• high school, I rose like a phoenix both academically and athletically. I was voted the first African-American President in the history of my school as a Junior, elected and appointed to the American Legion Buckeye Boys State that same year (an invitation only, eight-day hands-on experience in the operation of the democratic form of government), and a record shattering undefeated wrestler. the same time, due to being only one of two African-American students in my class, I was met daily with the atrocities of racism and prejudice while also failing to reach my lofty record setting athletic expectations by losing when it counted most.

  • college, I earned a full-ride scholarship at the University of Wisconsin-Madison due to my athletic accomplishments and was on the precipice of breaking through and reaching my goal of becoming an NCAA All-American. Worst...though ranked in the top 10 at my weight class in the country and a returning national qualifier, I was then met with my new wrestling coach, at the eleventh hour, deciding I wouldn't be representing my team at the Big Ten Championship. Though I challenged his decision and won; ultimately, he got the victory and set up an overwhelmingly unfair wrestle off in which ultimately I lost...effectively ending my wrestling career.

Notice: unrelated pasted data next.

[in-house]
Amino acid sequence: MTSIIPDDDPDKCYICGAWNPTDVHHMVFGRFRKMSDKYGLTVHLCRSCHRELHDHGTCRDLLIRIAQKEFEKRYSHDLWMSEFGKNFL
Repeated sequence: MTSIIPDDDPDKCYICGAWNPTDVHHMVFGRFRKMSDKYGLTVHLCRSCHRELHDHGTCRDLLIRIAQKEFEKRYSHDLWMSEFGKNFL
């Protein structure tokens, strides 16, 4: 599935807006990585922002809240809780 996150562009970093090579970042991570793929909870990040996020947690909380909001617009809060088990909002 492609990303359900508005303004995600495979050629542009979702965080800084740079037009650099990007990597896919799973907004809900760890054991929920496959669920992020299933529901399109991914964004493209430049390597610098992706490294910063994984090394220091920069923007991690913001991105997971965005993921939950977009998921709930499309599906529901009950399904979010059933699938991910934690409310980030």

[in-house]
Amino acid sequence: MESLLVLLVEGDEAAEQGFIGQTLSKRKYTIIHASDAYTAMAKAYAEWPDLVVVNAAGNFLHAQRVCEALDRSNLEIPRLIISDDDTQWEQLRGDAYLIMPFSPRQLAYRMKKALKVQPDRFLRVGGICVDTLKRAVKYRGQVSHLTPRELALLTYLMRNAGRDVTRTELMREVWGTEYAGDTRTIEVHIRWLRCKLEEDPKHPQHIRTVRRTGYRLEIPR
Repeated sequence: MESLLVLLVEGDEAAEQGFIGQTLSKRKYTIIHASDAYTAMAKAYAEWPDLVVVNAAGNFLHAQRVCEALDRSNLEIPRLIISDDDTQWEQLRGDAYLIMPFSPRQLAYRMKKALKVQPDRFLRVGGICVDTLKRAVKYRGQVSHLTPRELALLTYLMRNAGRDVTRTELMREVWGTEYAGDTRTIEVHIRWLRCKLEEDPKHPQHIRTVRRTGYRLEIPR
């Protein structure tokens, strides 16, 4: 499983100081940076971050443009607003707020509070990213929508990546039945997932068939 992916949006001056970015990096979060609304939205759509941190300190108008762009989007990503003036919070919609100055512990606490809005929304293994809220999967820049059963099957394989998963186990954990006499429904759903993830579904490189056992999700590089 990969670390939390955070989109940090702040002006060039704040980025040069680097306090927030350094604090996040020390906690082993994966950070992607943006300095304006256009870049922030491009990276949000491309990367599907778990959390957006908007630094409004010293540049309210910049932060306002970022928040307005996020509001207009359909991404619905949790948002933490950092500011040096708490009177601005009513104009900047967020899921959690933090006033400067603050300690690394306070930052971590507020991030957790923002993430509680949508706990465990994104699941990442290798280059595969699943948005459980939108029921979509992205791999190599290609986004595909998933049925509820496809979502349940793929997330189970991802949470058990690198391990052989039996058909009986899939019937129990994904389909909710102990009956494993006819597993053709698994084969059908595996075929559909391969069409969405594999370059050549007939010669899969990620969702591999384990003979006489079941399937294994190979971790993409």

• Best...after failing successfully in 10 business ventures over 12 years after college, I finally broke through and found success in my 11th! My childhood friend, his partner and I built a nationally renown chiropractic practice management company in less than two years that reached unprecedented heights. Worst...only to be met with a phone call the same day I put an offer on a new home to be told I was fired from the company I built. (BTW, this 'worst' led to another 'best' called Chiro One Wellness Centers;-)

  • Best...finally meeting and marrying my soulmate Stephanie, that's exceeded my wildest dreams on what a relationship could and should be while having a daughter that is all any parent could ever hope for and more. Worst...which only occurred after two failed marriages, a contentious divorce, near financial ruin and a relentlessly contemptuous ex.

As Napoleon Hill learned and shared, in each adversity, there has been unfathomable blessings that have occurred as a result that are clear as crystal now. Each blessing also brings with it unknown challenges that you can't foresee until you're faced with them. You can't have one without the other. If you know this, as I do, then it simply becomes a choice of where you choose to put your focus and energy.

If you choose to focus on the challenge, then there's no room for recognizing the gift it presents to you. No matter how bad it is at the moment, 'this too shall pass'. If you choose to focus on the blessings, even when you can't see them immediately; it's only a matter of time until they are manifested. The fact of the matter is my life is both rainbows, sunshine and unicorns AND heartache, losses and pain. I just choose to be an 'apocaloptimist'. At the end of the day, that's all it ever is anyway...a choice. Choose wisely and embrace the's worth the challenges to reap the rewards. Believe...